Knesset seeks to limit companies to one lobbyist each
Companies often send three or four lobbyists - plus company officials including accountants, lawyers and others - to committee discussions.
Corporations, individuals and other interested parties would be able to send only one lobbyist to Knesset committee discussions, under a new policy being drafted by Knesset Speaker Reuven Rivlin.
Currently, there are 110 lobbyists with permanent permission to attend committee discussions, and another 100 with temporary permits, many of them lawyers. Companies often send three or four lobbyists - plus company officials including accountants, lawyers and others - to committee discussions. Many discussions have more lobbyists than MKs present.
The lobbyists and representatives try to tell the Knesset members what to discuss and how to vote, stating their opinions during discussions and passing the MKs notes.
Rivlin termed the multiplicity of representatives "a fatal mix."
Under the 2008 Lobbyists Law, lobbyists must wear tags while sitting in committee discussions. However, this isn't being enforced, so MKs don't always know that the committee participants are necessarily lobbyists.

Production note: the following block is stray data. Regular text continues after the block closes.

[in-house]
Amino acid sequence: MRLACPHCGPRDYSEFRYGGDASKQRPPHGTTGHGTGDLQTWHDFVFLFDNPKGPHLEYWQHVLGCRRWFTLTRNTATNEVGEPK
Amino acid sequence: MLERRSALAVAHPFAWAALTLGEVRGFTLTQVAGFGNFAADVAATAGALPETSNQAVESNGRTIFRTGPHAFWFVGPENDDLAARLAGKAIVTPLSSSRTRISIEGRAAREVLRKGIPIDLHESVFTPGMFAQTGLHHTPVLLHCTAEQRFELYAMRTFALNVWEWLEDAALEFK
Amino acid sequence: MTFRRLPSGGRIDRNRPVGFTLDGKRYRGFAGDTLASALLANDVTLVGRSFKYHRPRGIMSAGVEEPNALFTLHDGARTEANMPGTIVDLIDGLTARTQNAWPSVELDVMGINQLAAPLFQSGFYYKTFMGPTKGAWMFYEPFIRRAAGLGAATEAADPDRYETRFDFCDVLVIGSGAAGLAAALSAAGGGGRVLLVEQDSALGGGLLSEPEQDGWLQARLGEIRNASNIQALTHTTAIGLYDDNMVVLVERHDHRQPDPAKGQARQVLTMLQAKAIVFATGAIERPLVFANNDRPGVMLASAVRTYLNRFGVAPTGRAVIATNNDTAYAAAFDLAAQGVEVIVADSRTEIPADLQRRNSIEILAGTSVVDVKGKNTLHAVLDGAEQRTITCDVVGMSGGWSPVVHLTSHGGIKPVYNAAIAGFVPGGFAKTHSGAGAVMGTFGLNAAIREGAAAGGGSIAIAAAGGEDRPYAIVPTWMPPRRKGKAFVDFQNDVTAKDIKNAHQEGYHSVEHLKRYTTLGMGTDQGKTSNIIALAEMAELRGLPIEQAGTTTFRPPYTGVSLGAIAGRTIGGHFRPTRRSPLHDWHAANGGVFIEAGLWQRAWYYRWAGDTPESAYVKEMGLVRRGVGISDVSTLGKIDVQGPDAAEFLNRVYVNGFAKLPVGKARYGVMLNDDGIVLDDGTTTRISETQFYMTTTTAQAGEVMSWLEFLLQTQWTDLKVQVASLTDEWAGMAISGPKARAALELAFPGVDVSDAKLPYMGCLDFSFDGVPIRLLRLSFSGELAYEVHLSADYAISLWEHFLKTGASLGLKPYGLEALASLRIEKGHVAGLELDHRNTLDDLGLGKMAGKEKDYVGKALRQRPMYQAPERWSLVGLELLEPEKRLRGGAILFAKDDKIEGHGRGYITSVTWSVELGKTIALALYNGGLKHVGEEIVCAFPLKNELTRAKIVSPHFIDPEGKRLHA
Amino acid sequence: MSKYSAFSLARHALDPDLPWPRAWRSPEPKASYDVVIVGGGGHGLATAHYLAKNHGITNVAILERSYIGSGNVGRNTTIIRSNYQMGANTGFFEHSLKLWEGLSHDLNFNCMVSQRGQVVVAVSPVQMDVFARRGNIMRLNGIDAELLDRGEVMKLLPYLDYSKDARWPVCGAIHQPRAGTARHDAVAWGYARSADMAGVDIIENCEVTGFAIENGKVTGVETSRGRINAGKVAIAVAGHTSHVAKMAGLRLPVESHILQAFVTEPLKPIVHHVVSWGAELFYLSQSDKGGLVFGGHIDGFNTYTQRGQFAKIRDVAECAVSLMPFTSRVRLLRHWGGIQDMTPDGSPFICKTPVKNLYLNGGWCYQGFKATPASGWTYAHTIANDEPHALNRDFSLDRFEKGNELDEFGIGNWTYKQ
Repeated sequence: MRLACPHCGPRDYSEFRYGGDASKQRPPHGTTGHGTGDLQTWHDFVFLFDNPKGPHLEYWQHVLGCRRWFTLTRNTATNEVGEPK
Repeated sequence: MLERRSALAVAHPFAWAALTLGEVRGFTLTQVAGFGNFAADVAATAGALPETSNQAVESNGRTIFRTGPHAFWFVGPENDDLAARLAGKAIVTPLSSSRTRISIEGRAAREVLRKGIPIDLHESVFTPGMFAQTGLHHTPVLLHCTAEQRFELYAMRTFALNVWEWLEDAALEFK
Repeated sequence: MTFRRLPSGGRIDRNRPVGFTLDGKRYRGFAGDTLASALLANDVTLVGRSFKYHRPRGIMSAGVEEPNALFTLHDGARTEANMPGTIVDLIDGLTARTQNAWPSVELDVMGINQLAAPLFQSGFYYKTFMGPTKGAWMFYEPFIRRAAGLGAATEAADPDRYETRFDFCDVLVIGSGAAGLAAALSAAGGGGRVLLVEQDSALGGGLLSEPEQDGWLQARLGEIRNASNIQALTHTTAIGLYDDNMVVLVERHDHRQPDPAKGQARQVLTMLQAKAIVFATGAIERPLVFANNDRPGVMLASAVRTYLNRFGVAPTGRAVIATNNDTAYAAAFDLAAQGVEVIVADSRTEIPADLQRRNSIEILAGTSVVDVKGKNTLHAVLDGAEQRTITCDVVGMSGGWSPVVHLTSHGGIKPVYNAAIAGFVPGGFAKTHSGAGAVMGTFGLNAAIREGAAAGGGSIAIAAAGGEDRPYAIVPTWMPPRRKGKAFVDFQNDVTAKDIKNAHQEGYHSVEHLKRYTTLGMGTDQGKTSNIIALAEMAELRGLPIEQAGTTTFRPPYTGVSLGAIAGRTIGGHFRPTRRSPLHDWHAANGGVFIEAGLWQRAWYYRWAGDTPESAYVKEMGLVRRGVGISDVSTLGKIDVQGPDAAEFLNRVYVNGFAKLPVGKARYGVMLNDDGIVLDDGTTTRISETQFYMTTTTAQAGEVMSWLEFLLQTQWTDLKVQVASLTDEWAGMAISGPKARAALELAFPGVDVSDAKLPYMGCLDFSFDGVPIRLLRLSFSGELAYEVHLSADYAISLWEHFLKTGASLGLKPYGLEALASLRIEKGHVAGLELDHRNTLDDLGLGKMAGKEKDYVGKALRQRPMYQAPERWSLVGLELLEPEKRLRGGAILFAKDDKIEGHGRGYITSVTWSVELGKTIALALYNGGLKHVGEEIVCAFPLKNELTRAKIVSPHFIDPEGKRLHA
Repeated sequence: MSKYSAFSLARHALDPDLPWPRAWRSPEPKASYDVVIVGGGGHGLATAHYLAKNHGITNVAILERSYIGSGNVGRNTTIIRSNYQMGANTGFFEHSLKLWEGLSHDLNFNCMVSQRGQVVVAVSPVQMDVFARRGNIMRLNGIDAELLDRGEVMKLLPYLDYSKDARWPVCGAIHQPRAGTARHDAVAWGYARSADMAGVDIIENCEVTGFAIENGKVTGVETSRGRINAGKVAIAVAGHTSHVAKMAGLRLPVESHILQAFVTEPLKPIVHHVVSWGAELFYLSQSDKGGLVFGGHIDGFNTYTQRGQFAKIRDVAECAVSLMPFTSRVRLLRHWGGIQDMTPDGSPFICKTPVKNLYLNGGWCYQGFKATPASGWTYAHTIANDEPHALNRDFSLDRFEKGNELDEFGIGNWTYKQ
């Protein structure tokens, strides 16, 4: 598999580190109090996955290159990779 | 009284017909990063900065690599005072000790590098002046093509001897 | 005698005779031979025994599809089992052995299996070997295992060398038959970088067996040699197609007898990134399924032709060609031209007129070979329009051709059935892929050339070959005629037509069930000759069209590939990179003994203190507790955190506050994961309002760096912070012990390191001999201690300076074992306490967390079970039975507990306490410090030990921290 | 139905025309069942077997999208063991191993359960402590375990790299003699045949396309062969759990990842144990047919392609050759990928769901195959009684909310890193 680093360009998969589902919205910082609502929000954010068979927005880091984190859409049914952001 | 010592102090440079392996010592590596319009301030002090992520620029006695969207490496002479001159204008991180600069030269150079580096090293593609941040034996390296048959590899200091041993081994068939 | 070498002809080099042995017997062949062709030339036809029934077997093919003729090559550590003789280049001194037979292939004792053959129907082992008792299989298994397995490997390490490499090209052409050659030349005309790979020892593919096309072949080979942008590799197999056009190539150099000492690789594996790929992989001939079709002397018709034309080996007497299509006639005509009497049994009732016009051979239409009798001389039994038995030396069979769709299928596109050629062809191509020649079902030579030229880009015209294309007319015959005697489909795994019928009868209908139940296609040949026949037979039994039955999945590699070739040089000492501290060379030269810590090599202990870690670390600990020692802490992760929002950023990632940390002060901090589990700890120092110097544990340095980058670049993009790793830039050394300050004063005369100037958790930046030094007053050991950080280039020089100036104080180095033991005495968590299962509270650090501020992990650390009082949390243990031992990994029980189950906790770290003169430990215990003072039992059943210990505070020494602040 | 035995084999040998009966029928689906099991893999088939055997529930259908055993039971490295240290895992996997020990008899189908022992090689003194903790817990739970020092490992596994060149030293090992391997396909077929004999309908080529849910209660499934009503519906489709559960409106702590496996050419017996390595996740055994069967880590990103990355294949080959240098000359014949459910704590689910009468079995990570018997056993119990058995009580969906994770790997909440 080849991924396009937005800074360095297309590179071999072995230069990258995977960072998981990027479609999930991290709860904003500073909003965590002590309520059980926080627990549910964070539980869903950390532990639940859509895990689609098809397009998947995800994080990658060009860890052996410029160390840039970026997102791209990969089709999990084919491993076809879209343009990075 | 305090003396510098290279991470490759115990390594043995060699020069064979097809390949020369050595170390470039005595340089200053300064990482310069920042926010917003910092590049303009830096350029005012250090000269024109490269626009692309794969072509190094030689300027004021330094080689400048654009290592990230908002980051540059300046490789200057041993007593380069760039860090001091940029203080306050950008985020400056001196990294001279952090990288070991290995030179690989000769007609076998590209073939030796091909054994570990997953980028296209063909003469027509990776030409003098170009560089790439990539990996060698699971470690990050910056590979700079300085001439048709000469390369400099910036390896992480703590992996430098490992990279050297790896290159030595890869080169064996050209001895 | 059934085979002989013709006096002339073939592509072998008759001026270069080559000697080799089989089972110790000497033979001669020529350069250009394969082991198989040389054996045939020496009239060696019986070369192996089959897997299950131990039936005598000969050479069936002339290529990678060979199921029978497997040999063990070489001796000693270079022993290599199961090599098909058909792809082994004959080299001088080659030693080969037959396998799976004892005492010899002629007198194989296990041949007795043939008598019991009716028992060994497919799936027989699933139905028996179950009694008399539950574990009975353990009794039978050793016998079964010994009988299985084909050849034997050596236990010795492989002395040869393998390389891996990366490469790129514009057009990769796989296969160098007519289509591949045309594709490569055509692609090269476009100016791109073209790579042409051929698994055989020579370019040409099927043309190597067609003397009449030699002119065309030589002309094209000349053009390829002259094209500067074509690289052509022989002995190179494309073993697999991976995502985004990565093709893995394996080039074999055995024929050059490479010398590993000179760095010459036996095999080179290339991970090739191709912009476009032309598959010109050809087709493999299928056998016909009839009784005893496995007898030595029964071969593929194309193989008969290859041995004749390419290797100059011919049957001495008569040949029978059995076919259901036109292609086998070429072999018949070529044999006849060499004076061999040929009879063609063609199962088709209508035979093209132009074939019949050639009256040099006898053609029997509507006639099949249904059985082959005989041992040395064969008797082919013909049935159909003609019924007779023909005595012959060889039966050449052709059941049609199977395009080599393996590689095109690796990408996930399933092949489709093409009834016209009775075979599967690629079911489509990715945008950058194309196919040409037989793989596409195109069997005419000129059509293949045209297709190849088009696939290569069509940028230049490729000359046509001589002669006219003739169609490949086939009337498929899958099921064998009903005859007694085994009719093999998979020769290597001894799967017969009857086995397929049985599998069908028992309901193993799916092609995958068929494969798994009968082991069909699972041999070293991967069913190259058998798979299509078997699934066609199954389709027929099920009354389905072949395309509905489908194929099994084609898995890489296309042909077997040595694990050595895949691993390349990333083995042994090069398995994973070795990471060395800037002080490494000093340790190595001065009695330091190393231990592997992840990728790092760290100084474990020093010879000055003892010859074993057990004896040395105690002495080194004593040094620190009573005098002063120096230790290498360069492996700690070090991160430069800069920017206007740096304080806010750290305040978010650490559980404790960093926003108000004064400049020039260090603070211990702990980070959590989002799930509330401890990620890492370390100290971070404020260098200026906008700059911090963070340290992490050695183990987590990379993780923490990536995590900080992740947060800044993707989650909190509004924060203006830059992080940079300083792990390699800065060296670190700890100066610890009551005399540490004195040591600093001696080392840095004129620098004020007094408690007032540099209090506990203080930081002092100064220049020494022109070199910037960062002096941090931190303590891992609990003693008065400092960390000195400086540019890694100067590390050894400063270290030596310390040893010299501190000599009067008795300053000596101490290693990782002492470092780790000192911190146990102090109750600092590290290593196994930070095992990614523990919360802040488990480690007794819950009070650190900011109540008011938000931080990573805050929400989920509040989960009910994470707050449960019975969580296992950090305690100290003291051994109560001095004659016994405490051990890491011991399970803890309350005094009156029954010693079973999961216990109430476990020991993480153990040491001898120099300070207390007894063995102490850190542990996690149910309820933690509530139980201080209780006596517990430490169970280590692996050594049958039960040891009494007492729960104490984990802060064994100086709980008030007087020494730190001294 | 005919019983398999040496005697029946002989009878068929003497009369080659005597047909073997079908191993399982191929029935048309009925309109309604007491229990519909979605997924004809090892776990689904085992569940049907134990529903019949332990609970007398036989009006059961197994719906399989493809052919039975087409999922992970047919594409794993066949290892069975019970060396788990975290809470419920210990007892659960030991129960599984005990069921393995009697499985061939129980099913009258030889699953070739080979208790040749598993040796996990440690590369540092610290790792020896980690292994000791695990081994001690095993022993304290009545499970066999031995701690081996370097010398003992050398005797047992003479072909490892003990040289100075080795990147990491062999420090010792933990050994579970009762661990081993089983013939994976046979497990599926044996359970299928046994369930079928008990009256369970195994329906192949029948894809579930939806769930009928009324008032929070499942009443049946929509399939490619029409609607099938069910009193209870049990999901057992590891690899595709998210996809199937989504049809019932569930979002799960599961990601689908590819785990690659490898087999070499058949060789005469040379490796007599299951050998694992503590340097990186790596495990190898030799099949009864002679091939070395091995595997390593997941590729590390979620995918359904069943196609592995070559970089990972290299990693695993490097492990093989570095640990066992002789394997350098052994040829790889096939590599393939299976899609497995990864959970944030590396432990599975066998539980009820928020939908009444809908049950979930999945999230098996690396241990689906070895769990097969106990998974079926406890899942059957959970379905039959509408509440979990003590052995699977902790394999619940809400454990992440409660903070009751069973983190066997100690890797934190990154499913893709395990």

Lobbyists can be found throughout the Knesset building, running around the cafeteria and visiting the MKs in their offices, attempting to push initiatives that suit their employers.
Ultimately, the Knesset isn't happy about this. Knesset staff considered proposals such as limiting the number of lobbyist permits given to each lobbying firm and limiting the number of customers any firm could represent, but ultimately rejected these ideas, fearing they might violate the Freedom of Occupation Law. "The Knesset needs to update its policies concerning lobbyists," Rivlin said Friday.
The one-representative-per-company policy is being set because the Knesset lacks options for controlling lobbyists, he noted, adding that responsibility for proper relations with lobbyists ultimately lies with MKs themselves.